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The Last of a Cooperative Era Takes Flight in Recent Space Launch

Antares Booster is a Silent Swan Song of East-West Cooperation

Space nerds watching NG-19 the last of the East-West rockets take off this week when an Antares booster lifted the Cygnus space capsule on its way to the ISS.

A pair of Russian RD-181 engines powered the large rocket, the last time the country would be offering its wares for a cooperative spacefaring venture for the foreseeable future. The Antares rocket was a hodgepodge of different components, sporting Russian engines, Ukrainian structure, and an American first stage and payload. In years past, such partnerships were a way to pay into the pot of spacefaring goodwill, a service to the higher goals of human exploration and international brotherhood. Such ideals have faded quickly in the face of rising costs, declining government funding, and a rising market for commercial space services.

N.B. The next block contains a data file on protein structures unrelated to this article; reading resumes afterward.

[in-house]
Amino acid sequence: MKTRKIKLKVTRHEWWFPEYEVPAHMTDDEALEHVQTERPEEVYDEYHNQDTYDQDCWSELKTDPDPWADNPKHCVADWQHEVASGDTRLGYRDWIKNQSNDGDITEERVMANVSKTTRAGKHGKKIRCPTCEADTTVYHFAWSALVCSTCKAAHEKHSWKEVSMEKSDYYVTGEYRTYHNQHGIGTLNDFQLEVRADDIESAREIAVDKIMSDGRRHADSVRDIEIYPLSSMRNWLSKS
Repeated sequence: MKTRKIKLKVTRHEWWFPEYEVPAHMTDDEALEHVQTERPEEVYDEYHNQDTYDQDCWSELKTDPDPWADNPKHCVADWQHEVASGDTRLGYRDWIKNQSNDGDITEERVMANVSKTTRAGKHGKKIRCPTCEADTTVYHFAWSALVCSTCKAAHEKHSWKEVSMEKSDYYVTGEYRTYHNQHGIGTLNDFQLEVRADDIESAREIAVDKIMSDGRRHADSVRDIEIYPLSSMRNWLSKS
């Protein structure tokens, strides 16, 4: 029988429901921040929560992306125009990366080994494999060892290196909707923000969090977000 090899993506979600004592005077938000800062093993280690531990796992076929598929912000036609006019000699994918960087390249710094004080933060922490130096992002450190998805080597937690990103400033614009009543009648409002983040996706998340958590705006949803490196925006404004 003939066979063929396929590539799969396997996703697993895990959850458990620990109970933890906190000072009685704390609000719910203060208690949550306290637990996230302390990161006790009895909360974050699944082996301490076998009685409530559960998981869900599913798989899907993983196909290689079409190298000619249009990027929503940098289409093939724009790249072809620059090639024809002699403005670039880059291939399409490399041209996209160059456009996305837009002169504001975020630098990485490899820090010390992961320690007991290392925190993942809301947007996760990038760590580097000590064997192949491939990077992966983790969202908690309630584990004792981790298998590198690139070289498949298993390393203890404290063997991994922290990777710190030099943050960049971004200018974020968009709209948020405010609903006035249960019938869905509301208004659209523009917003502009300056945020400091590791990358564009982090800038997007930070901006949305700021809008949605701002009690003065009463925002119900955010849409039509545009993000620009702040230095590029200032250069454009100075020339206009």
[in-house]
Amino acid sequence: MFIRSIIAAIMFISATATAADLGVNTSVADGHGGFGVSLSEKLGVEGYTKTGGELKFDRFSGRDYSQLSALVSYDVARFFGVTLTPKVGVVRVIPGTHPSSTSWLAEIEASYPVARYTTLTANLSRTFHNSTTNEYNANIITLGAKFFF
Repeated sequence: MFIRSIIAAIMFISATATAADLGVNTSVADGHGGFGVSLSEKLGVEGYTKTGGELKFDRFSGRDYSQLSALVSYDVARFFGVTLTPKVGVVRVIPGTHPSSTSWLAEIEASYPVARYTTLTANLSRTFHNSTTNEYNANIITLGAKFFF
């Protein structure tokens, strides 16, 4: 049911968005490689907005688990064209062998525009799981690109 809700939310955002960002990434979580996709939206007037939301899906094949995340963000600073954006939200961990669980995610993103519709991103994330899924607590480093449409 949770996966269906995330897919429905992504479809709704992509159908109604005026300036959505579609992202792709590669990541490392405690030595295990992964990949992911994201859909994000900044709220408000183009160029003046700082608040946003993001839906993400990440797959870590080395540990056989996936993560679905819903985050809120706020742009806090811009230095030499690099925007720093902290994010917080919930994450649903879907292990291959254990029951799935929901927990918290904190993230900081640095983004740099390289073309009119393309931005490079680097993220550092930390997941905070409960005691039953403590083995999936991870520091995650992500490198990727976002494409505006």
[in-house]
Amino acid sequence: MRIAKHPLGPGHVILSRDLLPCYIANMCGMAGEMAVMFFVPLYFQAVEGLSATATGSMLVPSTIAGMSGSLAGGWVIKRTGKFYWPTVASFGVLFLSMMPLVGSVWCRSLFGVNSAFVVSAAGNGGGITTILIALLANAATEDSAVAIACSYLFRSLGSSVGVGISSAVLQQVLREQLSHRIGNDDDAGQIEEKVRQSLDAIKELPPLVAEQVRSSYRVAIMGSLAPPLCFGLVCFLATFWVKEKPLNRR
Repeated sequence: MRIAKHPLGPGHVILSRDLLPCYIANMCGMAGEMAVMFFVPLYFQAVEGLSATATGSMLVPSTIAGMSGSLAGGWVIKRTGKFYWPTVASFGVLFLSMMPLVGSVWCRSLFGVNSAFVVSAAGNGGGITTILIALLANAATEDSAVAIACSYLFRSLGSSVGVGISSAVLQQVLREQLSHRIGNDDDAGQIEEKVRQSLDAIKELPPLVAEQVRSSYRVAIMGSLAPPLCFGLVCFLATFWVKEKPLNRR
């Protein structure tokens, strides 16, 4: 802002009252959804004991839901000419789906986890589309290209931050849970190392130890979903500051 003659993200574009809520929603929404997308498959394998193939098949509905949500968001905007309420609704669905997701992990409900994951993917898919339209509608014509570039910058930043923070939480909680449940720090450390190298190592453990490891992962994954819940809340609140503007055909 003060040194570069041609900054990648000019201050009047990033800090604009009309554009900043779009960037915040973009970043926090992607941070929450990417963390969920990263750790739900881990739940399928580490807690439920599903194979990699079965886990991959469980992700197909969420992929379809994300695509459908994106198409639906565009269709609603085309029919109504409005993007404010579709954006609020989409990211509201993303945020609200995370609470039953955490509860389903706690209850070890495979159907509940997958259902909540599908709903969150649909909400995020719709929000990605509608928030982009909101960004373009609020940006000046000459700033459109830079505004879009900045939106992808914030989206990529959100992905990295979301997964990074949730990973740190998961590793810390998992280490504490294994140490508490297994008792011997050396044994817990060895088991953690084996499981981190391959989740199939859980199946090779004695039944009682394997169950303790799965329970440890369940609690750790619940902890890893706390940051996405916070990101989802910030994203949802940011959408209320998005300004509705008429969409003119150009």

For now, with Ukraine understandably out of the space structures business for the time being, and a dwindling supply of Russian rocket engines at home, the Antares design will begin a metamorphosis into a fully American product. Future Atlas V launches will continue to use up the remaining Russian launch hardware already imported, but US manufacturers like SpaceX and Firefly will have to step up and begin addressing the shortfall of international cooperation.

Firefly Aerospace will provide a first-stage upgrade for the Antares along with a new medium launch vehicle in the coming years. The initial spec planned to create an Antares 330 using 7 of the firm's Miranda engines, as well as their composites tech for structures and tanks.




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